Bitcoin Seasonality “Sell in May and go away?”
by André Dragosch, Head of Research
- Historical Bitcoin performance patterns suggest that performances might have been influenced by human routine despite the fact that it is being traded 24/7/365
- There is a case to be made for a “summer lull” in cryptoassets with Bitcoin historically exhibiting below-average returns in the months from June to September while April, May, October, and November have historically exhibited the highest average returns
- Working days from Monday to Wednesday and London and New York daily trading hours historically exhibit above-average BTC performances
An old Wall Street proverb claims to “sell in May and go away” implying that the months following April have usually exhibited below-average returns for equities. There is also an extensive body of academic literature that suggests that seasonality can play a large role for equity returns and some months such as January have historically exhibited significantly higher returns than other months (so-called “January effect”).
But what about cryptoassets?
Using all available price data for Bitcoin, we have analysed monthly, daily and even hourly performance patterns over time.
For instance, the chart above shows the average monthly performance by month from January to December since BTC/USD price data are available. The results suggest that the month of May has on average exhibited above-average returns of 22.1% since 2011. In general, April, May, October, and November have historically been the best months to hold Bitcoin.
In contrast, the months from June to September have historically shown the weakest Bitcoin performances. So, there is a case to be made for a “summer lull” in cryptoassets, in particular Bitcoin. Generally speaking, the results suggest that cryptoasset investors should at least hold on to their Bitcoin positions until June and “sell at the end of May”.
For instance, a simple trading rule could reduce BTC exposure before the start of the summer months from June to September but increase exposure during the months from October to May again.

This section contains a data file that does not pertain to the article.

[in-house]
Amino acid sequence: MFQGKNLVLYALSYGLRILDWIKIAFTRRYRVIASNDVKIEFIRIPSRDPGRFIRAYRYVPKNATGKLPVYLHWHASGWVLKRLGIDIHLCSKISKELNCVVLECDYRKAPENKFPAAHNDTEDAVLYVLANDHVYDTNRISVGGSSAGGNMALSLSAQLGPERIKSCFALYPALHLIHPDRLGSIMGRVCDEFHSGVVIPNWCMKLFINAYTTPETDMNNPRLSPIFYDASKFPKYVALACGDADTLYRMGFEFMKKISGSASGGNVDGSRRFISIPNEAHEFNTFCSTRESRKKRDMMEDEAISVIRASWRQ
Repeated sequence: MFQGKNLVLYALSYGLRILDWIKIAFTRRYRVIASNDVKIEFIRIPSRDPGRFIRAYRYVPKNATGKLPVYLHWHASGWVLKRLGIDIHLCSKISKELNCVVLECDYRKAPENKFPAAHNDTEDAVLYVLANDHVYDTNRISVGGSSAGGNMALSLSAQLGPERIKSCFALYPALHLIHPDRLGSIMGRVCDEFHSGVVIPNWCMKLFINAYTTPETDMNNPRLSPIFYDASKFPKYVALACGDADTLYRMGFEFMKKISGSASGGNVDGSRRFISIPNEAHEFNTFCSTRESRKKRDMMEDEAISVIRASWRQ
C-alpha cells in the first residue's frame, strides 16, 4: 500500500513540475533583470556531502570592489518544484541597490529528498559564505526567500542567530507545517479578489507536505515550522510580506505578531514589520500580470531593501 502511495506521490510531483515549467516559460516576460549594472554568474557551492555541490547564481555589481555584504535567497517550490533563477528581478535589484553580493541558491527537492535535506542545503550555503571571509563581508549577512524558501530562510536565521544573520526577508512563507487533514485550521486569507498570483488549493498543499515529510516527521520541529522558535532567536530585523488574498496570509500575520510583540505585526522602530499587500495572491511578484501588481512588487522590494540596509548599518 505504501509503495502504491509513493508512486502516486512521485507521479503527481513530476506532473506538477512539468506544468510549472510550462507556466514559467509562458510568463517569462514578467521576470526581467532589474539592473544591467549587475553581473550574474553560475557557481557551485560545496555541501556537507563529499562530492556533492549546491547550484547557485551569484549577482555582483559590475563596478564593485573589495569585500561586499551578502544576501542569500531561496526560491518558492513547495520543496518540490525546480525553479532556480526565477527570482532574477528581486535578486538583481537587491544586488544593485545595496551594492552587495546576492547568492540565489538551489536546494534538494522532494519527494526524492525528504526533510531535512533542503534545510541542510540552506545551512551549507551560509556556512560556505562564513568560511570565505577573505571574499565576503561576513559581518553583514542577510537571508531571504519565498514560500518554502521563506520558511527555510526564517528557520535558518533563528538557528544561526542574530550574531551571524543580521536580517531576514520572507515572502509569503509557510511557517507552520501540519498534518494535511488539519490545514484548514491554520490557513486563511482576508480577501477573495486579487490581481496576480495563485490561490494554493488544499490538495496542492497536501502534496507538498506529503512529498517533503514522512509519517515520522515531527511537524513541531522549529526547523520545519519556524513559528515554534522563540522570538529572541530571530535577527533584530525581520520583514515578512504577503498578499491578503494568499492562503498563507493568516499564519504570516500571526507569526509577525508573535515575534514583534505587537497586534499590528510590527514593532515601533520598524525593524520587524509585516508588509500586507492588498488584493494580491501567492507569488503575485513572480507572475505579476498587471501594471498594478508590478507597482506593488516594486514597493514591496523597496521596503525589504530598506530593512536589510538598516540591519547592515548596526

This is also highlighted in the following chart that shows Bitcoins average, and respective min and max performances over the year:
So far, the performance of Bitcoin has been tracking historical performance patterns rather closely and still suggests a bit more upside in the short term before beginning to move sideways.
Looking at daily data, weekdays at the beginning of the week such as Monday to Wednesday have historically shown above-average returns for Bitcoin while Thursdays and weekends have exhibited below-average returns.
Thus, the daily performance patterns suggest that human routine (working Monday to Friday and taking weekends off work) might also influence Bitcoin returns.
For instance, a simple trading rule could exploit this performance pattern by increasing BTC exposure before the start of the week and reducing exposure thereafter especially before weekends.
In this context, it is interesting to observe that London (7 am – 4 pm) and New York (1 pm – 10 pm) daily FX trading hours have historically exhibited above-average returns for Bitcoin as well while Tokyo trading hours (1 am – 9 am) have shown below-average returns.
For instance, a simple trading rule could increase BTC exposure before London & New York trading hours and reduce exposure during Tokyo trading hours (“overnight”).
All in all, the results suggest that Bitcoin performances might have been influenced by human routine despite the fact that Bitcoin is being traded 24/7/365.
In general, based on these results cryptoasset investors should indeed “sell [at the end of May] and go away”.
“But remember to come back in September” as the old saying goes.
As always, we hope that you will find these insights useful.
Stay humble and stack Sats,
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The material and information contained in this article is for informational purposes only. Deutsche Digital Assets, its affiliates, and subsidiaries are not soliciting any action based upon such material. This article is neither investment advice nor a recommendation or solicitation to buy any securities. Performance is unpredictable. Past performance is hence not an indication of any future performance. You agree to do your own research and due diligence before making any investment decision with respect to securities or investment opportunities discussed herein. Our articles and reports include forward-looking statements, estimates, projections, and opinions. These may prove to be substantially inaccurate and are inherently subject to significant risks and uncertainties beyond Deutsche Digital Assets GmbH’s control. We believe all information contained herein is accurate, reliable and has been obtained from public sources. However, such information is presented “as is” without warranty of any kind.